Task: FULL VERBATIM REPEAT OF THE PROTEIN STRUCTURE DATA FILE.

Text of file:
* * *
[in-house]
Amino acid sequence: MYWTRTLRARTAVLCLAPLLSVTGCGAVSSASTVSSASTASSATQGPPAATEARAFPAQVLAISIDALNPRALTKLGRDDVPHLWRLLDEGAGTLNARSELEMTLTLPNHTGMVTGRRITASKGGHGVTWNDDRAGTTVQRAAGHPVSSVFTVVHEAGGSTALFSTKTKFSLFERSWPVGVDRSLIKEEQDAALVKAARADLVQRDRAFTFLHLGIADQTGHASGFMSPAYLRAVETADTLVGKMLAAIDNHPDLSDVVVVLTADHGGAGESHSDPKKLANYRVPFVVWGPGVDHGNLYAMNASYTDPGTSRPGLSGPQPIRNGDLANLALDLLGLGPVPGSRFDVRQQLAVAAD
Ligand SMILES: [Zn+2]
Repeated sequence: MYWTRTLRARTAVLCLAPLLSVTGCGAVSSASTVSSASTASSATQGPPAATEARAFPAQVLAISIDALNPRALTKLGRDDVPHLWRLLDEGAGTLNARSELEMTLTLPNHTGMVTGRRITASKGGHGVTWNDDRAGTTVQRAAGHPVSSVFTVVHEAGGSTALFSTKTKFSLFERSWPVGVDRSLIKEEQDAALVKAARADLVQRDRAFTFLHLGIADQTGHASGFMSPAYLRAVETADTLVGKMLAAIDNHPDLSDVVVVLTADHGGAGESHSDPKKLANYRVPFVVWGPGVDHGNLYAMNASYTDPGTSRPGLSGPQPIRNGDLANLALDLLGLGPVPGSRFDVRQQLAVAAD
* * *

[in-house]
Amino acid sequence: MYWTRTLRARTAVLCLAPLLSVTGCGAVSSASTVSSASTASSATQGPPAATEARAFPAQVLAISIDALNPRALTKLGRDDVPHLWRLLDEGAGTLNARSELEMTLTLPNHTGMVTGRRITASKGGHGVTWNDDRAGTTVQRAAGHPVSSVFTVVHEAGGSTALFSTKTKFSLFERSWPVGVDRSLIKEEQDAALVKAARADLVQRDRAFTFLHLGIADQTGHASGFMSPAYLRAVETADTLVGKMLAAIDNHPDLSDVVVVLTADHGGAGESHSDPKKLANYRVPFVVWGPGVDHGNLYAMNASYTDPGTSRPGLSGPQPIRNGDLANLALDLLGLGPVPGSRFDVRQQLAVAAD
Ligand SMILES: [Zn+2]
Repeated sequence: MYWTRTLRARTAVLCLAPLLSVTGCGAVSSASTVSSASTASSATQGPPAATEARAFPAQVLAISIDALNPRALTKLGRDDVPHLWRLLDEGAGTLNARSELEMTLTLPNHTGMVTGRRITASKGGHGVTWNDDRAGTTVQRAAGHPVSSVFTVVHEAGGSTALFSTKTKFSLFERSWPVGVDRSLIKEEQDAALVKAARADLVQRDRAFTFLHLGIADQTGHASGFMSPAYLRAVETADTLVGKMLAAIDNHPDLSDVVVVLTADHGGAGESHSDPKKLANYRVPFVVWGPGVDHGNLYAMNASYTDPGTSRPGLSGPQPIRNGDLANLALDLLGLGPVPGSRFDVRQQLAVAAD